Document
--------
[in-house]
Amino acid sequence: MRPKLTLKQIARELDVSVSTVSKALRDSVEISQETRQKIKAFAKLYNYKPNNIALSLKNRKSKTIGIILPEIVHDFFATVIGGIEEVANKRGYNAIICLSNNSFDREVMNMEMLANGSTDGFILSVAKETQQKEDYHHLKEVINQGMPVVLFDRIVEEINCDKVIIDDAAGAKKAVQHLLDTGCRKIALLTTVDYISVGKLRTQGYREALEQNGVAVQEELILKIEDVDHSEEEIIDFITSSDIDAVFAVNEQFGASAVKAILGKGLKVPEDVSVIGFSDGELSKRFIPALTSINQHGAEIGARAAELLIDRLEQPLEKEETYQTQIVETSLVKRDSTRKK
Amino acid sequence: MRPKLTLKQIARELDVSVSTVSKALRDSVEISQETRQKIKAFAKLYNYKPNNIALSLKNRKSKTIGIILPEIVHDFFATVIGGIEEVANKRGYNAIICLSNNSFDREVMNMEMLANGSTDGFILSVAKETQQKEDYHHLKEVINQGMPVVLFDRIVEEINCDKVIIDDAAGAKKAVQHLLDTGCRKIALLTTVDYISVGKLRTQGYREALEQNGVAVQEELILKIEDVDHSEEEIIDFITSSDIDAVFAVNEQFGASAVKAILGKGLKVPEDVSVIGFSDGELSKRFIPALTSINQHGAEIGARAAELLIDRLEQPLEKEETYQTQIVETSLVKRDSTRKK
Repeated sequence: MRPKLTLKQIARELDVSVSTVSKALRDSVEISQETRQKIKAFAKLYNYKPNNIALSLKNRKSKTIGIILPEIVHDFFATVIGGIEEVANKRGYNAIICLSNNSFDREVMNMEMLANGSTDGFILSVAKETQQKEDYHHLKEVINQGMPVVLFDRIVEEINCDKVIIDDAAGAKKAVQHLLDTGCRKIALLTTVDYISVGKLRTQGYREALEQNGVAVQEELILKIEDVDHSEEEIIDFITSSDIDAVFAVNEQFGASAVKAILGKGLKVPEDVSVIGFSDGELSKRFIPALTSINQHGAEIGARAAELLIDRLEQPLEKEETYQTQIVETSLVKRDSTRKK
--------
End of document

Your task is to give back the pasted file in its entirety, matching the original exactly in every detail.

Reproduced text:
[in-house]
Amino acid sequence: MRPKLTLKQIARELDVSVSTVSKALRDSVEISQETRQKIKAFAKLYNYKPNNIALSLKNRKSKTIGIILPEIVHDFFATVIGGIEEVANKRGYNAIICLSNNSFDREVMNMEMLANGSTDGFILSVAKETQQKEDYHHLKEVINQGMPVVLFDRIVEEINCDKVIIDDAAGAKKAVQHLLDTGCRKIALLTTVDYISVGKLRTQGYREALEQNGVAVQEELILKIEDVDHSEEEIIDFITSSDIDAVFAVNEQFGASAVKAILGKGLKVPEDVSVIGFSDGELSKRFIPALTSINQHGAEIGARAAELLIDRLEQPLEKEETYQTQIVETSLVKRDSTRKK
Amino acid sequence: MRPKLTLKQIARELDVSVSTVSKALRDSVEISQETRQKIKAFAKLYNYKPNNIALSLKNRKSKTIGIILPEIVHDFFATVIGGIEEVANKRGYNAIICLSNNSFDREVMNMEMLANGSTDGFILSVAKETQQKEDYHHLKEVINQGMPVVLFDRIVEEINCDKVIIDDAAGAKKAVQHLLDTGCRKIALLTTVDYISVGKLRTQGYREALEQNGVAVQEELILKIEDVDHSEEEIIDFITSSDIDAVFAVNEQFGASAVKAILGKGLKVPEDVSVIGFSDGELSKRFIPALTSINQHGAEIGARAAELLIDRLEQPLEKEETYQTQIVETSLVKRDSTRKK
Repeated sequence: MRPKLTLKQIARELDVSVSTVSKALRDSVEISQETRQKIKAFAKLYNYKPNNIALSLKNRKSKTIGIILPEIVHDFFATVIGGIEEVANKRGYNAIICLSNNSFDREVMNMEMLANGSTDGFILSVAKETQQKEDYHHLKEVINQGMPVVLFDRIVEEINCDKVIIDDAAGAKKAVQHLLDTGCRKIALLTTVDYISVGKLRTQGYREALEQNGVAVQEELILKIEDVDHSEEEIIDFITSSDIDAVFAVNEQFGASAVKAILGKGLKVPEDVSVIGFSDGELSKRFIPALTSINQHGAEIGARAAELLIDRLEQPLEKEETYQTQIVETSLVKRDSTRKK